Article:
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Rail Transit Signal and Control Systems Study, Final Report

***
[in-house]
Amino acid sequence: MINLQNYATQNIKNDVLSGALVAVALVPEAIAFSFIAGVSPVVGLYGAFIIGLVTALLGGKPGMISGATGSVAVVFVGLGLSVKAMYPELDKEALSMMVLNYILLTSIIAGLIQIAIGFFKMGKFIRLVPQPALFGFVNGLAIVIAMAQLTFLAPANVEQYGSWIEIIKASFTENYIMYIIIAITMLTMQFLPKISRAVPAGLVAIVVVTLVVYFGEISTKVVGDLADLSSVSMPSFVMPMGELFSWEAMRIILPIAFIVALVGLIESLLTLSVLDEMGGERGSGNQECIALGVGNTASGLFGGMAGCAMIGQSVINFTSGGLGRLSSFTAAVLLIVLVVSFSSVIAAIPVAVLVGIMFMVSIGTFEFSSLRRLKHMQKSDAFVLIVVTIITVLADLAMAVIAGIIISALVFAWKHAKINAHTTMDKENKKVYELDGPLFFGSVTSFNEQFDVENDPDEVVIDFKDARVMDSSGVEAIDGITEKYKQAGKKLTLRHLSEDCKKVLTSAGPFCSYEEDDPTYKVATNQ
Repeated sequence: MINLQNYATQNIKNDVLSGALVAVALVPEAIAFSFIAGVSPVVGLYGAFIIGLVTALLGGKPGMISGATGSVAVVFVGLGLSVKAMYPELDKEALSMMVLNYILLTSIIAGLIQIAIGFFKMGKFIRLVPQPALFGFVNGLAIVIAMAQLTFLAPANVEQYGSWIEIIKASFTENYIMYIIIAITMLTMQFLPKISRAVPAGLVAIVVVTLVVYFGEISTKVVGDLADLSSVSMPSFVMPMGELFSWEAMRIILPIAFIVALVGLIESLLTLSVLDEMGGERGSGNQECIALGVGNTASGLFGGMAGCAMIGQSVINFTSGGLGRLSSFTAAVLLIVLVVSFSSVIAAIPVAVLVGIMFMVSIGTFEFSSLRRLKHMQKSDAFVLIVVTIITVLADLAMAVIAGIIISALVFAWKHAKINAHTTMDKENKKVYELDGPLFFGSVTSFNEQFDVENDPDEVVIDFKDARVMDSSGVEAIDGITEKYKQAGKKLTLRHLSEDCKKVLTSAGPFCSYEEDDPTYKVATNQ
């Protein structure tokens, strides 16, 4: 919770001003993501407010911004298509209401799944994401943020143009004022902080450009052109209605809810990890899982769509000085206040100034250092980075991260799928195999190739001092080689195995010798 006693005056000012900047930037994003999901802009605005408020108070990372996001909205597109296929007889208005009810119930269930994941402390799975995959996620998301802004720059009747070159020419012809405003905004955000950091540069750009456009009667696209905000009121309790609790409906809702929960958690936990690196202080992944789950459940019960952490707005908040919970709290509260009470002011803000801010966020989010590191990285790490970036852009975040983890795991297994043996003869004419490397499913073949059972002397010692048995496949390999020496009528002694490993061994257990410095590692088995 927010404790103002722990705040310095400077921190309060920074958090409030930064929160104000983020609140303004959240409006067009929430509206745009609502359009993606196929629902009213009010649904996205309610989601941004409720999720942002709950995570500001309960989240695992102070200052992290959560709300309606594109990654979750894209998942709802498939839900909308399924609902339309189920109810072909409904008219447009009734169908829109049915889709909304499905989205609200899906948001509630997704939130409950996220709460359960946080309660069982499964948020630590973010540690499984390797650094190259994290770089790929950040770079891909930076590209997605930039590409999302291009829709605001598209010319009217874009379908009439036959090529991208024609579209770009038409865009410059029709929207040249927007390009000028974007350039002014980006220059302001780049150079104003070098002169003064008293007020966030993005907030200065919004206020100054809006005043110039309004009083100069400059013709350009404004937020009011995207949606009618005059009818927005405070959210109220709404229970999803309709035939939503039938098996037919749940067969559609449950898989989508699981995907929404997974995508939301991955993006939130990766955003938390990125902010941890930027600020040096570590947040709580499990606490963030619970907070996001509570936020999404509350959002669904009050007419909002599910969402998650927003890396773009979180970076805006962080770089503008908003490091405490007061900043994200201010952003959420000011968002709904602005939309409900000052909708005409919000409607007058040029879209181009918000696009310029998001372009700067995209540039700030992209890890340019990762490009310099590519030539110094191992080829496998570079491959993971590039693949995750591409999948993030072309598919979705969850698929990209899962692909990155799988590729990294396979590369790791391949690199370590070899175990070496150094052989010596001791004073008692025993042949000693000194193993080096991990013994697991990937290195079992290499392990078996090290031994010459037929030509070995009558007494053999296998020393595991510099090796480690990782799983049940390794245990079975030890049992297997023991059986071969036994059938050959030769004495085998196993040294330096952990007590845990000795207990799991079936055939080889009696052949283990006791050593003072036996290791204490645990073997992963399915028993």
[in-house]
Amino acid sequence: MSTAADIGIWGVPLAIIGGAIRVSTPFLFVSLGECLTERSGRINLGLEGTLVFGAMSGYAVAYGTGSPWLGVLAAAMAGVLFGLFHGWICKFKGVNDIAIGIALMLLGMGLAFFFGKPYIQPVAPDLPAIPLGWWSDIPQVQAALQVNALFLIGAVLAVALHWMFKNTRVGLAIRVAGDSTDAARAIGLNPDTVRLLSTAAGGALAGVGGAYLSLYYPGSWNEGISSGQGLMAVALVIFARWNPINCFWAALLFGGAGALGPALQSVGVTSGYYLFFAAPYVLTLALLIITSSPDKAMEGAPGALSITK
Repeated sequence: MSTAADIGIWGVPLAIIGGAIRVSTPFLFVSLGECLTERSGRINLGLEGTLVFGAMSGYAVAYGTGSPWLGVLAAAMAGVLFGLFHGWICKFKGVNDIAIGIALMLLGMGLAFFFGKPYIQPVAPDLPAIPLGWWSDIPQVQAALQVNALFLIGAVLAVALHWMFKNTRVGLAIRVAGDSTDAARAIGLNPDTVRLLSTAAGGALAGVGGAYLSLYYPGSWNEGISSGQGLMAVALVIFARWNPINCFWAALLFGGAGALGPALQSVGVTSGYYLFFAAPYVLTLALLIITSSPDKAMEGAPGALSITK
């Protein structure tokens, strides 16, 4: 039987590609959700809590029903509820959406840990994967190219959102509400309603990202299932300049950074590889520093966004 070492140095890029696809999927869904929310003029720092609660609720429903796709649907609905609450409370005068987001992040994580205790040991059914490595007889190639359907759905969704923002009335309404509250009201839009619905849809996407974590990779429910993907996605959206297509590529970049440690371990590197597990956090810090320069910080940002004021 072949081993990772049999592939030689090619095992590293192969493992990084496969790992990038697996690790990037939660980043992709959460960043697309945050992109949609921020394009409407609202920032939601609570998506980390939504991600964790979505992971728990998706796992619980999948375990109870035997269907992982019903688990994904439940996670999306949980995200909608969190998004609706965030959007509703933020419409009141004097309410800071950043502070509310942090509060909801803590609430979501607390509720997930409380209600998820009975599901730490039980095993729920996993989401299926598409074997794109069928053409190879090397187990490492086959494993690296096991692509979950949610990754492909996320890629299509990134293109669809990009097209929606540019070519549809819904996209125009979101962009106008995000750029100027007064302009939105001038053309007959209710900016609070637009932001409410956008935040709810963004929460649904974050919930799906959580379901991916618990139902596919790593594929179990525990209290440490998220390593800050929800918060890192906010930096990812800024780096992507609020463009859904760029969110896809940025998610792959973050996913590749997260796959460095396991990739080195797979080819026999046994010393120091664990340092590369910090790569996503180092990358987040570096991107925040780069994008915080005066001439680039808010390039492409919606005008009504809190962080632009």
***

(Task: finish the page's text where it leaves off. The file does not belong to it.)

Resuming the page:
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    Since the 1990s, there has been growing interest in shared use of general railway system railroad rights-of-way and tracks by transit vehicles (such as light rail vehicles) that do not fully comply with Federal Railroad Administration (FRA) regulations that govern the existing freight and commuter rail services on the system. This has prompted several research efforts and initiatives by transit operators. Since the Rail Safety Improvement Act of 2008 requires the implementation of Positive Train Control (PTC) on a significant portion of the general railway system to improve the safety of railroad operations, this research was undertaken with the goal of evaluating the potential to use PTC to facilitate the sharing of railroad rights-of-way and tracks that are under FRA oversight. The research reviewed currently-active transit services that have obtained temporal separation waivers from FRA; analyzed the functionality of existing PTC systems and identified the lessons learned in the development of these PTC systems; evaluated the feasibility, risk, and reliability of current PTC technologies for shared use operations; and identified the changes needed to PTC systems and underlying signal systems they enforce to enable shared use operations. In addition, the research prepared the outline for a scope of work for a potential demonstration project that would use Signal and PTC technologies to facilitate shared-use operations under a waiver from FRA.

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